Block Management: Services Charges Explained

So, you’ve found yourself the dream apartment that has everything you want! That’s great, but before you sign the lease and tie yourself to this building for months, you need to understand precisely how much you will be paying for it. Alongside rent, tenants usually have to pay a service charge. This is generally paid separately to rent at only once a year. But, if you don’t talk to the landlord before this or thoroughly read your lease, you could find yourself paying even hundreds of pounds you never expected to – and might not have.

To make sure this doesn’t happen to you, read the following blog to understand all about service charges, what they can cost, what they are for and why you have to pay them.

What are Service Charges?

Service charges are fees that most tenants pay to cover their share of the maintenance cost for the building they live in. This usually includes repairs to outside areas of the building such as the roof, pipes and drains as well as communal areas internally. This can also be the cost for shared services such as a cleaner or caretaker. Also, it can cover the buildings insurance as well as the freeholders’ administration or management charges.

Although you may not use some of the services, you still usually have to pay your share. This makes every tenant equal, and responsible for the maintenance of the building. For example, even though you may live on the ground floor and never use the lift, you may still have to pay something towards its upkeep.

What Types of Service Charges are There?

So, what service charges am I meant to pay? There are different service charges you could be required to pay, and the easiest way to find out is to check your lease. Some leases may be more specific in the details of what the service charge covers whereas others may only say general services. However, if your lease doesn’t have this clause, then you don’t have to pay for anything that isn’t included. So, if your landlord comes around asking for money for the roof, and it’s not included in your lease, you can deny them this legally.

But, to avoid arguments with your landlord over your lease, it is recommended you get some advice. If the lease is too vague about its service charges, then you may be able to ask a tribunal to change it. This means your landlord can’t ask you for money you don’t owe, nor argue that the specified maintenance is included in the service charge, though it was not explicitly mentioned.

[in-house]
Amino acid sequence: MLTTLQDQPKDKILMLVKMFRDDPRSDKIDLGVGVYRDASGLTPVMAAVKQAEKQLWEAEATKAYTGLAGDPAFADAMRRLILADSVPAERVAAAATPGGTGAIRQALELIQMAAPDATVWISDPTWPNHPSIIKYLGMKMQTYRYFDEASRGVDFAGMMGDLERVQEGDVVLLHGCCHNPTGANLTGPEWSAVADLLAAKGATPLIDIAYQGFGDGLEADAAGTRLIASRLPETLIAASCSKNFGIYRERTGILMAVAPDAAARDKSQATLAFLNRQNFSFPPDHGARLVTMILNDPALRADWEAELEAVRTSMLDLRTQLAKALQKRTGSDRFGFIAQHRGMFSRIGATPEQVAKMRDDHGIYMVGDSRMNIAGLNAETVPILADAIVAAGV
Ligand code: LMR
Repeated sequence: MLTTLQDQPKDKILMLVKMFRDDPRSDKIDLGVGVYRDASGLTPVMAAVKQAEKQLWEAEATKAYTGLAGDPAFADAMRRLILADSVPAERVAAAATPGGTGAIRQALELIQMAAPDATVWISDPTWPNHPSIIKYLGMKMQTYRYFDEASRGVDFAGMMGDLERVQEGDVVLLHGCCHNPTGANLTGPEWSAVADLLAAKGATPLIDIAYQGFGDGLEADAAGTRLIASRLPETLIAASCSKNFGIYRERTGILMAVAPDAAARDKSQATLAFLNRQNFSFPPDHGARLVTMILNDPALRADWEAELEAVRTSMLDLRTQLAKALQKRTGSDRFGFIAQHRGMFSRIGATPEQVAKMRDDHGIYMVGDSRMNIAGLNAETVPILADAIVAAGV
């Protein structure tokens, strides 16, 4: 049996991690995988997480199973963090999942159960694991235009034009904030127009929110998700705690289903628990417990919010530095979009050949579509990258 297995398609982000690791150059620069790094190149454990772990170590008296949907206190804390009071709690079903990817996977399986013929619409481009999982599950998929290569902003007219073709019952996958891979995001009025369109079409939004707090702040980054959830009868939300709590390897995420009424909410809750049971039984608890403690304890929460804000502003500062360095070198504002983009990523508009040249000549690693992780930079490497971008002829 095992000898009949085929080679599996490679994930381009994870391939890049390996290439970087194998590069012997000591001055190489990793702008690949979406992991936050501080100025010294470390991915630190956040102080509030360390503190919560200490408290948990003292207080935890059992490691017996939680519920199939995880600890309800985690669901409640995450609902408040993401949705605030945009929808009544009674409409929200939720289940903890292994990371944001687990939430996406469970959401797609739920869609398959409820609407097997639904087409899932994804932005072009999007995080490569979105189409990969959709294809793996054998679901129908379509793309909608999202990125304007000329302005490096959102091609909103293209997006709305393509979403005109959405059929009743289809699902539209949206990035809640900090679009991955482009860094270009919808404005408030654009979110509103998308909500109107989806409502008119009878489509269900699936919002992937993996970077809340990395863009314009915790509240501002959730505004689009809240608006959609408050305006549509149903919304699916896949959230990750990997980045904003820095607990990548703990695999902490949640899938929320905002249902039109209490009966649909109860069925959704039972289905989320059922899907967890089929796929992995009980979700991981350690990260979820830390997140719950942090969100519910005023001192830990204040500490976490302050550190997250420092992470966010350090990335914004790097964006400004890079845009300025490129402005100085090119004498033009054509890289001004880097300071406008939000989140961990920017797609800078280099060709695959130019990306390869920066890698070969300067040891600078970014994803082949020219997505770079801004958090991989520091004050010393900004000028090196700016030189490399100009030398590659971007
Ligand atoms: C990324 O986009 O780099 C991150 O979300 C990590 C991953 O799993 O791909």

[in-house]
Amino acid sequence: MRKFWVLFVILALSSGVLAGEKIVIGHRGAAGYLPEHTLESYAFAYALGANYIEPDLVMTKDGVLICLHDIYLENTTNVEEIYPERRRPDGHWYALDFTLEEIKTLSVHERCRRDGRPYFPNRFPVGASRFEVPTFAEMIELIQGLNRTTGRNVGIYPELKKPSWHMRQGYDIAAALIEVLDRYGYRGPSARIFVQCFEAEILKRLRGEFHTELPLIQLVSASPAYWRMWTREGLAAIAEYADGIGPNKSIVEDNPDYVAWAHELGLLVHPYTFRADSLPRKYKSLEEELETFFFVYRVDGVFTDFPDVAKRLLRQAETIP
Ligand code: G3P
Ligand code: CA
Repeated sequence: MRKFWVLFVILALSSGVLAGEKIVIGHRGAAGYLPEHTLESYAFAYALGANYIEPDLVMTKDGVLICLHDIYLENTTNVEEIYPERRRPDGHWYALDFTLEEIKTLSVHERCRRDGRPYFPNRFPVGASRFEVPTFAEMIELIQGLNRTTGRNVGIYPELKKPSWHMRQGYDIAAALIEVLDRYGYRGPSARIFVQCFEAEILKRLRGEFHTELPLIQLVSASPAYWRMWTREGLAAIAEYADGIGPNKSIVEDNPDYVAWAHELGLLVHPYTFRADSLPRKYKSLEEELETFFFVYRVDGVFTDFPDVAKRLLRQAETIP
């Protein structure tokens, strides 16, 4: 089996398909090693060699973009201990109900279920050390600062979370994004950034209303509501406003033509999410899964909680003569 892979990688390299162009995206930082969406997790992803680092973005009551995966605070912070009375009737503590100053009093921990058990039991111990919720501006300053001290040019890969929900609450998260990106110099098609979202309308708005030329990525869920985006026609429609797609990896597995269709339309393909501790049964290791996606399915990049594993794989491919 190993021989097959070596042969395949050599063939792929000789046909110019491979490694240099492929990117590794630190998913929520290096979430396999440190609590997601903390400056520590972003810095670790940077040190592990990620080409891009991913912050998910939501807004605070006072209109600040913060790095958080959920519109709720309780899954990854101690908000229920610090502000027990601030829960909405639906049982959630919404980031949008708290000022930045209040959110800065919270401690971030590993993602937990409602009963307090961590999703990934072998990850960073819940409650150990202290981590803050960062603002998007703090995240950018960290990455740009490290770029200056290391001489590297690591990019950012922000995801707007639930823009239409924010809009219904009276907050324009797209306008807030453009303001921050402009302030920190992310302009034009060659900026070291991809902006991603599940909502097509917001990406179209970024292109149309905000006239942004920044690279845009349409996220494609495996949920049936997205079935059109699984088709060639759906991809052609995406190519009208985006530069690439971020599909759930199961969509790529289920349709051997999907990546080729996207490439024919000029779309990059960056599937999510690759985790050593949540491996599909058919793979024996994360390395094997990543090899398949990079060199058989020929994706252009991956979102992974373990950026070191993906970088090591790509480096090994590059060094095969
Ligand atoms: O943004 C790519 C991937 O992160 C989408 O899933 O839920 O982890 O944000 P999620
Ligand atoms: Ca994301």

How Much are Service Charges Going to Cost Me?

Service charges range in price depending on how much maintenance the landlord wants to cover with them. Moreover, the more expensive the apartment usually, the more costly the maintenance will be as everything is of a higher value. So, the only way to honestly know is to ask the landlord before you sign your lease, how much you would be paying and what exactly for. Also, service charges are variable, meaning the amount you pay could change every year.

If you haven’t spoken to the landlord before moving in, then you need to check your lease. Your lease should say what services you have to pay for and when, and whether there is a sinking fund. They should also explain how the service charges are calculated and divided among the tenants.

Your lease should say when you should pay your service charge, which can be paid annually or more frequently. You don’t have to pay the service charge until the landlord sends you a request for payment and a summary of your rights and obligations.

Are There any Charges for Major Work?

If your tenant wants to set up a new charge such as cleaning that will cost you more than £100 a year, then they must consult you first. This is the same for repairs that will cost you more than £250, to protect you from your landlord demanding large amounts of money from you without cause.

Before arranging the repairs or services, the landlord must tell you what they plan to do and why this is needed as well as provide an estimate of the total cost of the work. If the landlord is repairing or improving something, they must provide at least two estimates. Once this is done, you have the right to comment on the work and suggest alternative contractors that could lower the cost. However, if the repairs are urgent, the landlord can go ahead with the work before you have the chance to do this.

If you do feel like you were not adequately consulted, then you can take legal action through the tribunal. You could result in not having the pay for all of the service charges as the landlord neglected his duties.

Managing your building can be complicated without the right knowledge of service charges and tenants rights. If you think your building could do better in more experienced hands, then contact us today for more information on our block management services.

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